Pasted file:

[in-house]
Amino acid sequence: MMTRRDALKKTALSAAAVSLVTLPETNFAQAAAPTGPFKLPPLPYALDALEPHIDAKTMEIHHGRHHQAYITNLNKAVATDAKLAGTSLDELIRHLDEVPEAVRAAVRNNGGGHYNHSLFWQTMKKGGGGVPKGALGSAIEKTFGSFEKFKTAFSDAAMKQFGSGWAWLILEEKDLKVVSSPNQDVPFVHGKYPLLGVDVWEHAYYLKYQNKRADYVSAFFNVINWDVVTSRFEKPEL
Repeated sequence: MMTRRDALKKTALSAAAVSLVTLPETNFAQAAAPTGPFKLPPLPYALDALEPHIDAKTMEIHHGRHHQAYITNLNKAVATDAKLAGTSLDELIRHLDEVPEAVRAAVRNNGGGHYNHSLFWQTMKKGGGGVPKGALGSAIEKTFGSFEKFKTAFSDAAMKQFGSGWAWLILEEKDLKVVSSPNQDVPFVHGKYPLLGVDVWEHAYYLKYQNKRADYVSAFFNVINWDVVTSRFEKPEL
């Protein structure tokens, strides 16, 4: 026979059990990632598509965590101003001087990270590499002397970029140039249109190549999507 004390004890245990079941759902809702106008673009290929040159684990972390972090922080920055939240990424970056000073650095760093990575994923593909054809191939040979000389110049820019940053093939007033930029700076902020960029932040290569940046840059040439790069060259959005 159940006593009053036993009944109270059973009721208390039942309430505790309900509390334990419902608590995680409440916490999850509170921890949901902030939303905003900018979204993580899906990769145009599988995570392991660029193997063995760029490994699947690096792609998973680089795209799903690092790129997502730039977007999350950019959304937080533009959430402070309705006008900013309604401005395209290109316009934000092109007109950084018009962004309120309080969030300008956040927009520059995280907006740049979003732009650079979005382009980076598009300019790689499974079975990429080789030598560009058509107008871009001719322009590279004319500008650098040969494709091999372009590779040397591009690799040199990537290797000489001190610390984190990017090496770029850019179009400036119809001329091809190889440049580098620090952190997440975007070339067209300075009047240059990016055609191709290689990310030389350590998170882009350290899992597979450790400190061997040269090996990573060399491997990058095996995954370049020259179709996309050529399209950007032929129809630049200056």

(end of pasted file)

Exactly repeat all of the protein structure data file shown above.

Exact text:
[in-house]
Amino acid sequence: MMTRRDALKKTALSAAAVSLVTLPETNFAQAAAPTGPFKLPPLPYALDALEPHIDAKTMEIHHGRHHQAYITNLNKAVATDAKLAGTSLDELIRHLDEVPEAVRAAVRNNGGGHYNHSLFWQTMKKGGGGVPKGALGSAIEKTFGSFEKFKTAFSDAAMKQFGSGWAWLILEEKDLKVVSSPNQDVPFVHGKYPLLGVDVWEHAYYLKYQNKRADYVSAFFNVINWDVVTSRFEKPEL
Repeated sequence: MMTRRDALKKTALSAAAVSLVTLPETNFAQAAAPTGPFKLPPLPYALDALEPHIDAKTMEIHHGRHHQAYITNLNKAVATDAKLAGTSLDELIRHLDEVPEAVRAAVRNNGGGHYNHSLFWQTMKKGGGGVPKGALGSAIEKTFGSFEKFKTAFSDAAMKQFGSGWAWLILEEKDLKVVSSPNQDVPFVHGKYPLLGVDVWEHAYYLKYQNKRADYVSAFFNVINWDVVTSRFEKPEL
């Protein structure tokens, strides 16, 4: 026979059990990632598509965590101003001087990270590499002397970029140039249109190549999507 004390004890245990079941759902809702106008673009290929040159684990972390972090922080920055939240990424970056000073650095760093990575994923593909054809191939040979000389110049820019940053093939007033930029700076902020960029932040290569940046840059040439790069060259959005 159940006593009053036993009944109270059973009721208390039942309430505790309900509390334990419902608590995680409440916490999850509170921890949901902030939303905003900018979204993580899906990769145009599988995570392991660029193997063995760029490994699947690096792609998973680089795209799903690092790129997502730039977007999350950019959304937080533009959430402070309705006008900013309604401005395209290109316009934000092109007109950084018009962004309120309080969030300008956040927009520059995280907006740049979003732009650079979005382009980076598009300019790689499974079975990429080789030598560009058509107008871009001719322009590279004319500008650098040969494709091999372009590779040397591009690799040199990537290797000489001190610390984190990017090496770029850019179009400036119809001329091809190889440049580098620090952190997440975007070339067209300075009047240059990016055609191709290689990310030389350590998170882009350290899992597979450790400190061997040269090996990573060399491997990058095996995954370049020259179709996309050529399209950007032929129809630049200056």